NRA May Have Illegally Coordinated With GOP Senate Candidate: Report
On Thursday, audio footage published by The Daily Beast appeared to show Montana's Republican Senate candidate, state auditor Matt Rosendale, in discussion with National Rifle Association Institute for Legislative Action (NRA-ILA) strategist Chris Cox about campaign expenditures against incumbent Democratic Sen. Jon Tester:
PAY DIRT exclusively obtained audio of Rosendale’s remarks, which good-government groups say raise serious questions of potentially illicit coordination between Rosendale and an independent political group supporting his campaign.
“I fully expect the NRA is going to come in… in August sometime,” Rosendale said in response to a question about independent political spenders in the race. “The Supreme Court confirmations are big. That’s what sent the NRA over the line. Because in ’12, with [Republican Senate nominee Denny Rehberg] they stayed out, they stayed out of Montana. But Chris Cox told me, he’s like, ‘We’re going to be in this race.’”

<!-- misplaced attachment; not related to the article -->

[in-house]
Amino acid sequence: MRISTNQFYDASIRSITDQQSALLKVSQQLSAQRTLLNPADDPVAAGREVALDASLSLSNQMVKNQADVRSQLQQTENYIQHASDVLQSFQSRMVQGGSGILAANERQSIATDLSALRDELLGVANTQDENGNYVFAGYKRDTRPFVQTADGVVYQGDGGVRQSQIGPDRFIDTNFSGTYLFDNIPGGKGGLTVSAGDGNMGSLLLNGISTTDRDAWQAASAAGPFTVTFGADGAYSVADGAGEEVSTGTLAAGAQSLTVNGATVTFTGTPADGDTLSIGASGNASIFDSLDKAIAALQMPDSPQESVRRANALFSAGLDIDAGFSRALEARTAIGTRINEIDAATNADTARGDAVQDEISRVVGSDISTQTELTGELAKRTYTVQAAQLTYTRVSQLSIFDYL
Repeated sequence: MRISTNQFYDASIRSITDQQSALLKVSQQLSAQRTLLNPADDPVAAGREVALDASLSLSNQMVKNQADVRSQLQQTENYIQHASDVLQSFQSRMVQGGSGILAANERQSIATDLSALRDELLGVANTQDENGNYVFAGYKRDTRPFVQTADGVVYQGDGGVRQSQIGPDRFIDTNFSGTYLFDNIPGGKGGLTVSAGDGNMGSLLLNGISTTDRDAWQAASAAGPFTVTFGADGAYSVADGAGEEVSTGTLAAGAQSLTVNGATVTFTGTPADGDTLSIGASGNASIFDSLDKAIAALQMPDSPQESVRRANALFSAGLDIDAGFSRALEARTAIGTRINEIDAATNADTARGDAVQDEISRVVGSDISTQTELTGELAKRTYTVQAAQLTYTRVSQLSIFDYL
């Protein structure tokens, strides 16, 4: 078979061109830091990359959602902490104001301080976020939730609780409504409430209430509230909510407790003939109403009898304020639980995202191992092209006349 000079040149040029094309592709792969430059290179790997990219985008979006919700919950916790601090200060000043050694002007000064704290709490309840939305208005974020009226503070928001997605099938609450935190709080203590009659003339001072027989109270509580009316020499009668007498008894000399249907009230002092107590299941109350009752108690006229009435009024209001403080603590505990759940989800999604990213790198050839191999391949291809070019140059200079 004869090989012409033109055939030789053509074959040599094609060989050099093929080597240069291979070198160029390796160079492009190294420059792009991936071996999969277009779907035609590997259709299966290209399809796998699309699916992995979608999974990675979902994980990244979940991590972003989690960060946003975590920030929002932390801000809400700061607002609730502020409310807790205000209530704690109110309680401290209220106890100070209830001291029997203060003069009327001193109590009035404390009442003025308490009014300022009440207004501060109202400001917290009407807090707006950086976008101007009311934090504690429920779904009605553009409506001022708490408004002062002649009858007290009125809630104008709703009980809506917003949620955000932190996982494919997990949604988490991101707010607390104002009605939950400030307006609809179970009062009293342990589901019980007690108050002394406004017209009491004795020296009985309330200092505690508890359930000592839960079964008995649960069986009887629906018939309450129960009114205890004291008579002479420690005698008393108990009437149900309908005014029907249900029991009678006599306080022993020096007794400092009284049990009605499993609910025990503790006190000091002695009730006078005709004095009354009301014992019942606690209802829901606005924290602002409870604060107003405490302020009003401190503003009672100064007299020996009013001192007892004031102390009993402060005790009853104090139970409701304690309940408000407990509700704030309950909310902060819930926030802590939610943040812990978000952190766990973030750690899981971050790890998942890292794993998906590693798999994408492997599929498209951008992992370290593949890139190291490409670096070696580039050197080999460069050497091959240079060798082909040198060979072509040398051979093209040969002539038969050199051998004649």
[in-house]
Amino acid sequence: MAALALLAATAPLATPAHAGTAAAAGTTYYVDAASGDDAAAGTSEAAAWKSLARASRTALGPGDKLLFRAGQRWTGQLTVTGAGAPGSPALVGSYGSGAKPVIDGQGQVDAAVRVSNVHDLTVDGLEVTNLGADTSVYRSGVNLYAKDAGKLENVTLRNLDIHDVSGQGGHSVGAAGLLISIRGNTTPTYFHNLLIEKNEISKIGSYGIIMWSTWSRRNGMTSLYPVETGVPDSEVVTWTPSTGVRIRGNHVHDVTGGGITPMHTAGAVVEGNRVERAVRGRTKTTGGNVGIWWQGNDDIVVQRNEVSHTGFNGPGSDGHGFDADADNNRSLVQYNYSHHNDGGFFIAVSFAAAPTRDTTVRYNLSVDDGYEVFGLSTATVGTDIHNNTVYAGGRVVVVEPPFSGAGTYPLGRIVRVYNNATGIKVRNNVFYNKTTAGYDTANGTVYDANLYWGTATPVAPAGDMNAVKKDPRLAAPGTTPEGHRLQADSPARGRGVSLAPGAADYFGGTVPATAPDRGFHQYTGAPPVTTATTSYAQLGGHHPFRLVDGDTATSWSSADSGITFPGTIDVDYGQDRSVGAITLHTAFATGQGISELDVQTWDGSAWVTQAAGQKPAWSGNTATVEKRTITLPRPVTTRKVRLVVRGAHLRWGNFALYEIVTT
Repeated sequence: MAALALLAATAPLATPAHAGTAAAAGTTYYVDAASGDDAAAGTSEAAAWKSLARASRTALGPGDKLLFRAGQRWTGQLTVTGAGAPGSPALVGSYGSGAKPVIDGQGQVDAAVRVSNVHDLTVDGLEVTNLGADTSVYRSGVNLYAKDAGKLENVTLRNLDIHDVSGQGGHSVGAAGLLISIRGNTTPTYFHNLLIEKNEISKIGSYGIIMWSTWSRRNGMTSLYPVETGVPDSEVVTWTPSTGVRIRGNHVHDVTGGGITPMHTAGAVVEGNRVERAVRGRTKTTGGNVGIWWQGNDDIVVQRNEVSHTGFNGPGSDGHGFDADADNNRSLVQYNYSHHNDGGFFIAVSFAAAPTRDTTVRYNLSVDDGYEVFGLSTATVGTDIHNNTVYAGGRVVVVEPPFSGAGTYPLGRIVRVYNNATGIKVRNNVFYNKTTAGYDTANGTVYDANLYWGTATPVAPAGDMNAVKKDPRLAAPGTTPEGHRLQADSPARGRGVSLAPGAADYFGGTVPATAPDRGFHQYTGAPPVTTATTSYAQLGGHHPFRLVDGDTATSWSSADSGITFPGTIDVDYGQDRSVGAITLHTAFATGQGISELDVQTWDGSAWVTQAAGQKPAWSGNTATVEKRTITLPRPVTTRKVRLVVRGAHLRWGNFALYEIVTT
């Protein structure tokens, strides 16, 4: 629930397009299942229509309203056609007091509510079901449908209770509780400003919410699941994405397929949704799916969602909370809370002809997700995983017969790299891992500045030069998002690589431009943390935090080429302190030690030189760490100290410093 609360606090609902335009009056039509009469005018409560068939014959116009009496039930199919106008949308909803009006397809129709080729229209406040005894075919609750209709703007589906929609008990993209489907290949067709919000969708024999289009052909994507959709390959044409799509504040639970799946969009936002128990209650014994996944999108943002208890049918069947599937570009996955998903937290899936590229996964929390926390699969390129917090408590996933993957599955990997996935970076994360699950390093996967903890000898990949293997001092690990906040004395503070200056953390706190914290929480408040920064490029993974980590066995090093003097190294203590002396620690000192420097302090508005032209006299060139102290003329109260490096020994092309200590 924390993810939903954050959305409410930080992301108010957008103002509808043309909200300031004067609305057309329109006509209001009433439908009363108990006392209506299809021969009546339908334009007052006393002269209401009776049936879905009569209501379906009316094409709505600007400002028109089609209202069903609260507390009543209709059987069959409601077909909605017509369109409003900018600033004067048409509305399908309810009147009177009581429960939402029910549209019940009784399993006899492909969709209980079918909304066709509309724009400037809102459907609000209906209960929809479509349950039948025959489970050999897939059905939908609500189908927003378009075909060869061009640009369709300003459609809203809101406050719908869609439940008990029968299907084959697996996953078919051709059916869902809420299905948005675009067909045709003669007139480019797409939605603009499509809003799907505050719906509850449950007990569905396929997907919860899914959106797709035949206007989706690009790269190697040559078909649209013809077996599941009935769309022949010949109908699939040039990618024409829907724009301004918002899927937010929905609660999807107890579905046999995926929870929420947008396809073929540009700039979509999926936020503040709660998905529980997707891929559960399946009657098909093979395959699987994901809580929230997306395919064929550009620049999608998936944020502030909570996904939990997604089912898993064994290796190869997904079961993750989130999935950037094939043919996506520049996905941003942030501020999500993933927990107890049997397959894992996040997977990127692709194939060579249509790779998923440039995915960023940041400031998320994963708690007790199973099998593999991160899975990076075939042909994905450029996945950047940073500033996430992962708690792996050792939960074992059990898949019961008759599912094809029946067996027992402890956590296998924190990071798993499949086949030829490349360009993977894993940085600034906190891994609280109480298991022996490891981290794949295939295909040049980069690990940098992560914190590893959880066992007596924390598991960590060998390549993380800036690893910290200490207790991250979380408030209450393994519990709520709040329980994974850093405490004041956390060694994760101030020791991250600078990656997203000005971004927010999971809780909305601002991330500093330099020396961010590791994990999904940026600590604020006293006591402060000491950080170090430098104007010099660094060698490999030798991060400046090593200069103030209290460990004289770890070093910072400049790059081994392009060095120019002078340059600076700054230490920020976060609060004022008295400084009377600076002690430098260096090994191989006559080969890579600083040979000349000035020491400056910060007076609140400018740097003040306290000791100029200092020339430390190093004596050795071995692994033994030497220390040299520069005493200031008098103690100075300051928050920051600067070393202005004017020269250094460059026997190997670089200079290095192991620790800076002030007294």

Rosendale was slightly off in terms of timing, but the NRA did come through as Cox apparently promised. Early this month, the group spent more than $400,000 on ads hitting Tester over the precise issue that Rosendale mentioned—the senator’s votes on Supreme Court nominations.
The Supreme Court's controversial 2010 decision in Citizens United v. Federal Election Commission grants independent political groups the right to spend unlimited sums of money on campaigns. However, even that decision stipulates that the groups must truly be "independent," not coordinating with candidates.
Brendan Fischer of the Campaign Legal Center states that if Cox and Rosendale had material discussions about a political ad campaign targeting his opponent, and Rosendale agreed to something Cox had requested of him, that could satisfy the "three-pronged" legal test of payment, content, and conduct, which is used to distinguish whether campaign coordination is unlawful.
As The Daily Beast notes, "An investigation into potential wrongdoing would likely hinge on the question of whether Rosendale encouraged or otherwise signed off on Cox’s pledge to get involved in the race. Rosendale did not recount his reply to Cox in response to the questioner, meaning he could claim that no such assent was offered."
Montana, a state that voted for President Donald Trump by 20 points but routinely elects Democrats to statewide office, is seen as one of the more competitive Senate races this fall. Tester has proven himself one of the most willing red-state Democrats to challenge Trump, having played a prominent role in a Senate Veterans' Affairs Committee investigation that sunk Trump's unqualified nominee to lead the VA.
Polling in Montana is scarce, but broadly has Tester ahead.